Wednesday, October 12, 2011

The Seattle Mariners and their "fans"

I remember riding into Seattle on a train from Portland about one and a half years ago.  It was on that trip that we decided to move here.  As you come into town on that train, you get a close-up view of Safeco field.  That giant roof with the big metal spines and tracks for moving.  The companion Century Link Field (formerly Quest) with its own metal spines.  


Since that time, I have been waiting patiently, but with great anticipation, for my first visit.  When my birthday came around, that seemed like a good time to "splurge."  There was a deal on the cheap seats, but hey, I am not working.  We were going to see the Angels.  The Mariners did not seem to have any deals when someone was playing that you really wanted to see, but maybe that is because I am from the East Coast.

To be honest, I am a lifelong Cubs fan.  I used to live a few blocks from Wrigley Field, close enough to hear the crowds.  But moving to Seattle, I decided I had to pull for the local teams, at least when they are not playing my teams.  I always hated people who would never pull for a team in a city where they had lived for years.  So I watched a few games on television.  I got to know a few of the players.  This was going to be my first real stab at being a fan.

Safeco Field is not Wrigley.  Nothing is.  The intimacy and history are thrilling there.  However, Safeco Field is spectacular.  It is my favorite of the "newer" baseball stadiums I have visited.  Its design is not purely utilitarian.  It has some finesse.   
This was going to be a big fun evening, so we started a little early with drinks beforehand. It turns out that Pink has an excellent happy hour and that was right near our meeting spot. We then took the LINK light rail across to Pioneer Square and hit our favorite dive bar, Double Header. We had been warned to stay away from some of the more popular places, though none of them seemed slammed that night. The excitement started building as we walked down the blocked-off road leading to the stadium. I loved that all these street food vendors were given a place to sell stuff to the crowds. I loved entering the stadium from the northwest corner and riding up escalators. I was proudly wearing Cubs cap. I did not think I would catch too much flak add they are in a different league than the Mariners. Yet we were quickly drawn to the team store. We do love to buy stuff and this was my birthday celebration. Plus I wanted to embrace my new city. I picked out a fresh new Mariners cap. The vendor said it looked better than my Cubs hat. Poke, poke. I was starting to feel a little pride in my new town.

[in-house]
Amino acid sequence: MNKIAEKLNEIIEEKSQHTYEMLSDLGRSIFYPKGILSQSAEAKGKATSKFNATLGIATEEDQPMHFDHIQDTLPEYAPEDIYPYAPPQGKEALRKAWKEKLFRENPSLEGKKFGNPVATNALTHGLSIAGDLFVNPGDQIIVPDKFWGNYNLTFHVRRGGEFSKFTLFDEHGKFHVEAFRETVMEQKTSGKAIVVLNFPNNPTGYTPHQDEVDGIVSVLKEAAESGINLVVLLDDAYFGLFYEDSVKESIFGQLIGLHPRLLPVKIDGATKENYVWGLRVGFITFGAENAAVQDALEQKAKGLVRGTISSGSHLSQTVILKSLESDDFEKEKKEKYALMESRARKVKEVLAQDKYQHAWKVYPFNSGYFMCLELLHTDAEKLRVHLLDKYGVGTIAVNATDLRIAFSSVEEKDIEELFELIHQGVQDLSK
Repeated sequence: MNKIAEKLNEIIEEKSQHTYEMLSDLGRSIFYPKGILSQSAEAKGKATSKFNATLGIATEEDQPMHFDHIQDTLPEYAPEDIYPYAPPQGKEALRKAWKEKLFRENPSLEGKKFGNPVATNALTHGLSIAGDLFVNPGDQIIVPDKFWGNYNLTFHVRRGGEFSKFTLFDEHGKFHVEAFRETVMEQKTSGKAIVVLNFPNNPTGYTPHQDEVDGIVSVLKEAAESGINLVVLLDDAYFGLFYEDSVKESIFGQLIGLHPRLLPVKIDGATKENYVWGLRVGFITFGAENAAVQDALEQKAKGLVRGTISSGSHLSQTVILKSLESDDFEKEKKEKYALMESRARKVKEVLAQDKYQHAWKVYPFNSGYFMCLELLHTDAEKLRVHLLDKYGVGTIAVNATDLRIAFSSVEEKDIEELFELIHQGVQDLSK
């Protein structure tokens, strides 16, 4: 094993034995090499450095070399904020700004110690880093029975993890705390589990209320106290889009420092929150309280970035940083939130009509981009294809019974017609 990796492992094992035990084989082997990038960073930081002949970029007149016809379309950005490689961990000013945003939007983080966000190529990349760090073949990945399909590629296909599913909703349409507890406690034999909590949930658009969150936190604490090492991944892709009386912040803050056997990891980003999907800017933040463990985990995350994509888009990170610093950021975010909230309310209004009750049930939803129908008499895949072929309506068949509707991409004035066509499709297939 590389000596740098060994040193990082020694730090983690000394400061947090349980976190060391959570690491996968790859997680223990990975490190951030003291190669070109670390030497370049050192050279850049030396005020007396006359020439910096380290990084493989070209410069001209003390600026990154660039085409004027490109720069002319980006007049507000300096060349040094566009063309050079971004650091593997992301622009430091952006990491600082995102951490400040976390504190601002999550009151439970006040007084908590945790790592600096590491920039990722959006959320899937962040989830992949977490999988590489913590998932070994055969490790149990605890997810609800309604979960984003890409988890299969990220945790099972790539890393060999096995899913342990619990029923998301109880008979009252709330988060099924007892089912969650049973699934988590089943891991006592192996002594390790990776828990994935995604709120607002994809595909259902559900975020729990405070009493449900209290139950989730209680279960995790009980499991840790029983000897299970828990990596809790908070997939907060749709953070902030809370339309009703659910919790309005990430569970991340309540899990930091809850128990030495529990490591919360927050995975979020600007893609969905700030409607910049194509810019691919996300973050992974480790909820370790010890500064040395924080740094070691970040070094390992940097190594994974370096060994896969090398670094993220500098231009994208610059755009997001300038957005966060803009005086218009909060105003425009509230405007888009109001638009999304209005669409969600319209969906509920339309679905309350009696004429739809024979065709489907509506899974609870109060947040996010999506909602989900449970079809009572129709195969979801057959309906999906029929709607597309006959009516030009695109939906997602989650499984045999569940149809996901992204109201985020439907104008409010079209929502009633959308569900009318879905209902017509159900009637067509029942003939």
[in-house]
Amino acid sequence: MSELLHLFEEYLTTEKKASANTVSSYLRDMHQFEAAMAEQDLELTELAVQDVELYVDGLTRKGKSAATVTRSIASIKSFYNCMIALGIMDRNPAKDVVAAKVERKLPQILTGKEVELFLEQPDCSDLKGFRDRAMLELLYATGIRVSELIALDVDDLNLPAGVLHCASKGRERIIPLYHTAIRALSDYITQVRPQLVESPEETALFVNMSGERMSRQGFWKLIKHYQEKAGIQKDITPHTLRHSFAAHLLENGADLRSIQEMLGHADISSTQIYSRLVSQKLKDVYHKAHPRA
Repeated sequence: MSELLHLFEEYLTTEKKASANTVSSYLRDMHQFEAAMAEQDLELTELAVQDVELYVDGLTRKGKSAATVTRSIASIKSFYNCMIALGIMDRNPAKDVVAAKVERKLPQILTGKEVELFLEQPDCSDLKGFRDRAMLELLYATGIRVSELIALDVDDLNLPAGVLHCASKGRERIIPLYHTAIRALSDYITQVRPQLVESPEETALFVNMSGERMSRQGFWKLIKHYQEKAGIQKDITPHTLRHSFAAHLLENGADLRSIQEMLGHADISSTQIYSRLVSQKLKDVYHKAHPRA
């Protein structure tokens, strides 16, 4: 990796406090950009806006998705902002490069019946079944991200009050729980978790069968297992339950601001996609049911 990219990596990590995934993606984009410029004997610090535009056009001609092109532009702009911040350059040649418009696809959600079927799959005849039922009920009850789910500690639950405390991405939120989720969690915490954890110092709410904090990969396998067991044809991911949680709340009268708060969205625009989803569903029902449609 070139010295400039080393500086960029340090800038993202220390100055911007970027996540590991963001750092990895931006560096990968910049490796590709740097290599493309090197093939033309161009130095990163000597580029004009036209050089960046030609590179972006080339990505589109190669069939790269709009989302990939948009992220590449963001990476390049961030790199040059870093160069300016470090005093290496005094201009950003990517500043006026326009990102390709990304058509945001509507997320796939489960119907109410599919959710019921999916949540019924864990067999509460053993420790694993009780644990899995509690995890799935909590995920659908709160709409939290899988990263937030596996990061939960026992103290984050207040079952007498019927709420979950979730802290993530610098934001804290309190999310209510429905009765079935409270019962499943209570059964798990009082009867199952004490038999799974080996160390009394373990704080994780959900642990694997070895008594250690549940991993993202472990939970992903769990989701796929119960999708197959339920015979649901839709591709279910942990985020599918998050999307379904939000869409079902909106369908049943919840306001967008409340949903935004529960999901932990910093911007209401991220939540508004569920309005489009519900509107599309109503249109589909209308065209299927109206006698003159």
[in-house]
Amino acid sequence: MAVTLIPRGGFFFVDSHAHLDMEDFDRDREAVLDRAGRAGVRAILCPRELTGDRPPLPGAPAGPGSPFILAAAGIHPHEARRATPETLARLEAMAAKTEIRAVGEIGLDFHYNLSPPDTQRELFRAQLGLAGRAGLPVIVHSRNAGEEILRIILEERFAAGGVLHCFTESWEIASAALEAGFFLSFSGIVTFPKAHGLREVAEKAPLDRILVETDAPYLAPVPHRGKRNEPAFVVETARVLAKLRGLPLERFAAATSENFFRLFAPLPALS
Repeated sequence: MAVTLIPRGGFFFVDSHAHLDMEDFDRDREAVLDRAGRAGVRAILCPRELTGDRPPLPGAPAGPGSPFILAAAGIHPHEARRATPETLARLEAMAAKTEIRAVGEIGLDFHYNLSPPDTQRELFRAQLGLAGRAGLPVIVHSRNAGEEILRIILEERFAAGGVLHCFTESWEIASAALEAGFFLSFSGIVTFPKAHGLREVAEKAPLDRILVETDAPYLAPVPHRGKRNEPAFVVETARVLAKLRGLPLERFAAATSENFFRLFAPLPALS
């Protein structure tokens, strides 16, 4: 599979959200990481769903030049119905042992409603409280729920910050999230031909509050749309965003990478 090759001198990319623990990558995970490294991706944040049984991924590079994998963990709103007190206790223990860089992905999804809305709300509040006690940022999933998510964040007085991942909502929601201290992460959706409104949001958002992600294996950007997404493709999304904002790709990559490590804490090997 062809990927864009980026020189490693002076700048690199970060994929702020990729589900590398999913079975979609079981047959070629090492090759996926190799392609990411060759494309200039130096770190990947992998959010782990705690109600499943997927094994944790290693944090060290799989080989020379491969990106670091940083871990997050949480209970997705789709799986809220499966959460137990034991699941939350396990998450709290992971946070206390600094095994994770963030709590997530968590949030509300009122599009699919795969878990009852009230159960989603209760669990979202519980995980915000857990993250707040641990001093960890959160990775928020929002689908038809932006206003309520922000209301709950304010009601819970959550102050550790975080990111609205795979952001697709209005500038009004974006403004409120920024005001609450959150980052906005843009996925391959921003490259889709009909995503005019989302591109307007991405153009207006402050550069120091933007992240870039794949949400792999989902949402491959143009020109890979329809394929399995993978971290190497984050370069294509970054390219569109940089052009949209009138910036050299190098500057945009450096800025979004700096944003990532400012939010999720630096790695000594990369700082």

We headed to our seats after grabbing a beer. It was a baseball game after all. I was surprised that the selection was not better, though they had a couple of decent choices. But with all the breweries here, they could have done better. They had acceptable food choices, and Starbucks of course. We were in the nosebleeds, but still had a great view. Good stadium design! Greg commented on the small crowd. We were a few minutes early and it was a week night. He pointed out that we'd give to Wrigley on a weekday afternoon. Maybe Wrigley was smaller. I looked it up and it is not much smaller. Why was I making excuses for Seattle?  It was just not a good crowd.

Now I was beginning to learn a bit about Seattle and the Mariners.  I heard one acquaintance say that he always liked to go to games at the beginning of the season when there was still a chance that they might do well.  This was September and the Mariners had broken a record for most consecutive losses.  Maybe people had just lost interest.  Of course that is appalling to a Cubs fan who is well accustomed to pulling for a team with no chance at the World Series.  Someone else tried to tell me that people in Seattle just did not care about baseball.  They are much more into football (and soccer evidently).  I was skeptical based upon the number of Mariners caps I had seen around town.  That trident is pretty cool.

As the game progressed, I began to learn something else about Seattle.  Being good sports, Greg and I cheered loudly for the Mariners.  The problem was that nobody else was.  We started some cheers and managed to convince a few neighbors to cheer along, but it never spread.  The local next to me said that people in Seattle don't like to get too excited.  She kept making fun of the measured responses, but I began to see that the joke was too close to reality.  Even the standard ballpark organ would only play a couple of rounds of each rally song, presumably for fear of whipping the crowd into some kind of frenzy.  Some people thrive on crowd support.  Others, like us, relish a little standing up in the face of disinterest.  We did attract the momentary attention of some security people, and the people in our section let us know that they backed us up.  But there was going to be no rowdy crowd that night.  And it was even a good game, as the Mariners only lost by one run.

 great view from the top of Safeco

Next year, I will head to a game earlier in the season.  We will see if it makes a difference.  Maybe Ichiro will be back to peak form.

1 comment:

  1. What in the world? I can see a low turnout. Maybe the almost self-deprecating fun of cheering on a team with a losing record is more of a tradition in Chicago, lol. So your plan sounds good. And even tepid behavior - baseball is not my thing, but it seems like there is an easygoing atmosphere, and that it could be fun to go and just be laid back. But how weird that people (and security!?) would react negatively to you guys trying to get some support going!

    At least there were some positives - I love your love of the stadium design and aestheits, Art. It's so you. :)